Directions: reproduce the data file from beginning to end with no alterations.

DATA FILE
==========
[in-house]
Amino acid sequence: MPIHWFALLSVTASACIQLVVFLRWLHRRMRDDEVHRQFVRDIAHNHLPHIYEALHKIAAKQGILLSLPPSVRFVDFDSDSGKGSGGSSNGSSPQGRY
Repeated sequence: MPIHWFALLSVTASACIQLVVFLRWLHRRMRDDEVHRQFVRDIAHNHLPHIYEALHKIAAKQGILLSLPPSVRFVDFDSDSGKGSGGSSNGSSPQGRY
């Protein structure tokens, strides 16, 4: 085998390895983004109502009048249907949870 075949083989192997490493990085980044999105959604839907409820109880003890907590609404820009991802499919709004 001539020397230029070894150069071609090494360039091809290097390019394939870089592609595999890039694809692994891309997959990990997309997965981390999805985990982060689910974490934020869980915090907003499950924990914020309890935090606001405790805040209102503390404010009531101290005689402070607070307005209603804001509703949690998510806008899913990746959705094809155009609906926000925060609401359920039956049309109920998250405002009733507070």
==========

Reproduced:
[in-house]
Amino acid sequence: MPIHWFALLSVTASACIQLVVFLRWLHRRMRDDEVHRQFVRDIAHNHLPHIYEALHKIAAKQGILLSLPPSVRFVDFDSDSGKGSGGSSNGSSPQGRY
Repeated sequence: MPIHWFALLSVTASACIQLVVFLRWLHRRMRDDEVHRQFVRDIAHNHLPHIYEALHKIAAKQGILLSLPPSVRFVDFDSDSGKGSGGSSNGSSPQGRY
């Protein structure tokens, strides 16, 4: 085998390895983004109502009048249907949870 075949083989192997490493990085980044999105959604839907409820109880003890907590609404820009991802499919709004 001539020397230029070894150069071609090494360039091809290097390019394939870089592609595999890039694809692994891309997959990990997309997965981390999805985990982060689910974490934020869980915090907003499950924990914020309890935090606001405790805040209102503390404010009531101290005689402070607070307005209603804001509703949690998510806008899913990746959705094809155009609906926000925060609401359920039956049309109920998250405002009733507070």